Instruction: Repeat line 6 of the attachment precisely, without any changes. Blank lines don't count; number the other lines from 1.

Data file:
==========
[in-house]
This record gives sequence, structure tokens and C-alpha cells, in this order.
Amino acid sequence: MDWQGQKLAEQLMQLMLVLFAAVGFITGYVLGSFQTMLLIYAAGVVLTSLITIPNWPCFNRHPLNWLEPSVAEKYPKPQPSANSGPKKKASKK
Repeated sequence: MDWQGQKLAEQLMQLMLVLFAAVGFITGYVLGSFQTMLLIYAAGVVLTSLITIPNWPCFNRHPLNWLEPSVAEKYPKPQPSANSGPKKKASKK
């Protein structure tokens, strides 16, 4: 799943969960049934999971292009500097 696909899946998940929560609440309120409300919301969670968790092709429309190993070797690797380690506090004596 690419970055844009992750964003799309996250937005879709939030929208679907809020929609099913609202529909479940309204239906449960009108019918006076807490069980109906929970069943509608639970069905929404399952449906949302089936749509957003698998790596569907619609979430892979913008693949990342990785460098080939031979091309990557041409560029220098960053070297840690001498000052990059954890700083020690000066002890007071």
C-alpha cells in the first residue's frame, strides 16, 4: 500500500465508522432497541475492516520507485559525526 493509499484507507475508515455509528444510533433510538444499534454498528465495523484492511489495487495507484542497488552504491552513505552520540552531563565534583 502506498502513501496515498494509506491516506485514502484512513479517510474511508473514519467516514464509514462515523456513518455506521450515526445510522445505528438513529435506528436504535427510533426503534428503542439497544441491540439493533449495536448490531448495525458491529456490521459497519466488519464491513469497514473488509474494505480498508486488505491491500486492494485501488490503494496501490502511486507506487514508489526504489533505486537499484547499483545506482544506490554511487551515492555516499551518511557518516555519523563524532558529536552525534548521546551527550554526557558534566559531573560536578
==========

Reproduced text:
C-alpha cells in the first residue's frame, strides 16, 4: 500500500465508522432497541475492516520507485559525526 493509499484507507475508515455509528444510533433510538444499534454498528465495523484492511489495487495507484542497488552504491552513505552520540552531563565534583 502506498502513501496515498494509506491516506485514502484512513479517510474511508473514519467516514464509514462515523456513518455506521450515526445510522445505528438513529435506528436504535427510533426503534428503542439497544441491540439493533449495536448490531448495525458491529456490521459497519466488519464491513469497514473488509474494505480498508486488505491491500486492494485501488490503494496501490502511486507506487514508489526504489533505486537499484547499483545506482544506490554511487551515492555516499551518511557518516555519523563524532558529536552525534548521546551527550554526557558534566559531573560536578